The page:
Specifications of ERTC Qualified Wages for Businesses

July 28, 2023
Dayes Law Firm

The Employee Retention Tax Credit (ERTC) allows eligible employers to collect a refundable tax credit amount of up to $26,000 per employee. However, to calculate this tax credit correctly, you need to know what counts as ERTC qualified wages paid to your employees. Any mistakes or discrepancies on your ERTC application could potentially trigger an IRS audit and lead to major penalties for your business. 

So which wages fall under the definition of “qualified wages” for ERTC purposes?

ERTC Qualified Wages: A Definition

In broad terms, “qualified wages” for ERTC purposes are payments you issued to your workers while your business operations stopped or underwent partial suspension and/or while your business suffered a decline in gross receipts because of pandemic-related government restrictions. Qualified wages include salaries, hourly wages, group insurance payments, paid vacations, and certain health plans. 

Please note that you can only collect reimbursement for qualified wages through ERTC if you haven’t already claimed another benefit, like PPP loan forgiveness, on the same wages.  

Maximum ERTC per Employee: 2020 and 2021

For the tax year 2020, you may claim a maximum ERTC of $10,000 per employee at a rate of 50%, or $5,000 per employee for the entire year. For 2021, the limit is significantly higher: $10,000 per employee per quarter, with a rate of 70%, or a total of $7000 per quarter. Since only Q1, Q2, and Q3 of 2021 are eligible for ERTC, the credit amount caps at $21,000 per eligible employee. 

In total, you could potentially claim up to $26,000 per employee.

ERTC and the Number of Full-Time Employees

Your Form 941-X must specify the number of your full-time employees. A full-time employee is anyone who worked 30 hours per week or 130 hours per month in your company during the relevant period.

The definition of “small employer” vs. “large employer” for ERTC purposes differs between 2020 and 2021. If you’re claiming ERTC for 2020, and your company had over 100 full-time employees in 2019, you count as a “large employer” and can only claim ERTC for employees who didn’t provide any services during the credit period. Meanwhile, if you had 100 or fewer employees, you could potentially claim the credit on all employees’ wages. For 2021, the “large employer” threshold increased to 500 employees.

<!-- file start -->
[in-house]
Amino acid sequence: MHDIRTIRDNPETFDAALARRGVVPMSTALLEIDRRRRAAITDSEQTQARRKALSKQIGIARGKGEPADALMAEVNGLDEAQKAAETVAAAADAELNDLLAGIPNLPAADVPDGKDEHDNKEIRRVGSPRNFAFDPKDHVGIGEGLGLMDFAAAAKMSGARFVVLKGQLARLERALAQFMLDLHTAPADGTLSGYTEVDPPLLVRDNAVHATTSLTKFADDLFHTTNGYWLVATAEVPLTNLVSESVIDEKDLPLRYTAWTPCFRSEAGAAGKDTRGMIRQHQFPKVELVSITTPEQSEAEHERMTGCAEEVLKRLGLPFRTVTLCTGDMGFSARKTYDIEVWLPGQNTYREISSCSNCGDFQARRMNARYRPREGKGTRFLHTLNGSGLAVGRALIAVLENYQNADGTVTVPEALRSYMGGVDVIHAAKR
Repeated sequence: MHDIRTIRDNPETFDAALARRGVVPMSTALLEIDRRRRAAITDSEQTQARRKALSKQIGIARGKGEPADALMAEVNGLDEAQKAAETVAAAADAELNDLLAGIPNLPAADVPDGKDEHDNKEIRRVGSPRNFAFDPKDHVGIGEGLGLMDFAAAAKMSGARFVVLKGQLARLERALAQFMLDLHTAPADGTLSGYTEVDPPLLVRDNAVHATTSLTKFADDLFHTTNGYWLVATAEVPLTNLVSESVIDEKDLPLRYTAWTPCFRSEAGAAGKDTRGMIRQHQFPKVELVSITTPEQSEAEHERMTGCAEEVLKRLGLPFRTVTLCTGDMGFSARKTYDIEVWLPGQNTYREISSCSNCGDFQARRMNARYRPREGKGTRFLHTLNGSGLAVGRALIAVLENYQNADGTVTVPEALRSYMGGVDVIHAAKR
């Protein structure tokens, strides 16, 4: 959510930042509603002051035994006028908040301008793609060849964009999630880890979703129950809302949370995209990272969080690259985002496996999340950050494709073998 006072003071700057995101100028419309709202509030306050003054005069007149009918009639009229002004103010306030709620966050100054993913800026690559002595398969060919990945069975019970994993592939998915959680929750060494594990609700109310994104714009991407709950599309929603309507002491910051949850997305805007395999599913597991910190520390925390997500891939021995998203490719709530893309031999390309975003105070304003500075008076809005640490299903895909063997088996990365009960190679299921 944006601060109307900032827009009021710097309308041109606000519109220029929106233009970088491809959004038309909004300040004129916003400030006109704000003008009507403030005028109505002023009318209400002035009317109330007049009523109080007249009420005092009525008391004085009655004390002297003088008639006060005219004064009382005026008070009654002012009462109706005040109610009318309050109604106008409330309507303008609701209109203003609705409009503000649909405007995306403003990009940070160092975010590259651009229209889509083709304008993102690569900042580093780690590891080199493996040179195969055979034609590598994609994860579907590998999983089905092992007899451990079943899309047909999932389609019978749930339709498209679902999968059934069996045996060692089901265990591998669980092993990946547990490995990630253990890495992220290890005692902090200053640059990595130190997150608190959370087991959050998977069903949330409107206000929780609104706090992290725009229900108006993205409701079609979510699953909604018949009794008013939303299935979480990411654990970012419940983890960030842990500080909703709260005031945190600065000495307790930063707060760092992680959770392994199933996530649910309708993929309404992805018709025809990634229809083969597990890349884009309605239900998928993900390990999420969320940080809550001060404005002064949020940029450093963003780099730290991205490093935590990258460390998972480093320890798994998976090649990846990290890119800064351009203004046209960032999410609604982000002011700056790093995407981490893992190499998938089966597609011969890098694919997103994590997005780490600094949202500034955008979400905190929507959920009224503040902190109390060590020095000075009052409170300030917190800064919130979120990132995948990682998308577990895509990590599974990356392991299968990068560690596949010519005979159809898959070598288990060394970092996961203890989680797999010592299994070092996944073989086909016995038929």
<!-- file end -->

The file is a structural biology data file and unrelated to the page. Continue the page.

Calculating ERTC: An Example

Let’s say you’re calculating ERTC qualified wages for Q1 of 2021. You’re a small business with three employees who received the following qualified wages for that quarter:

  • Employee #1: $6,000
  • Employee #2: $8,000
  • Employee #3: $12,000

In addition, you also paid health insurance premiums of $1000 per employee. 

Your overall credit per employee would be:

  • Employee #1: ($6,000+$1,000)X70% = $4,900
  • Employee #2: ($8,000+$1,000)X70% = $6,300
  • Employee #3: $10,000X70% = $7,000

In total, you could claim $18,200 for all three employees for this quarter. Note that Employee #3 maxes out the available credit threshold. 

ERTC in Family Businesses

How would ERTC work in a family business? Employee wages don’t count toward ERC if the employee is related to more than 50% of the owners. 

For instance, let’s say Tom and Mary own a painting business and employ, among other workers, their two adult children. In this case, Tom and Mary can’t include their children’s wages in the ERTC calculation since their children are related to 100% of the company’s owners. 

Dayes Law Firm: Reliable Help With Your ERTC Application

Are you preparing to claim your ERTC tax benefit? Contact the Dayes Law Firm PC for fast, reliable legal guidance and help handling your application. Our experienced tax lawyers will make sure your claim only includes ERTC qualified wages and complies with other IRS requirements.

Call 800-503-2000 to schedule a free consultation today.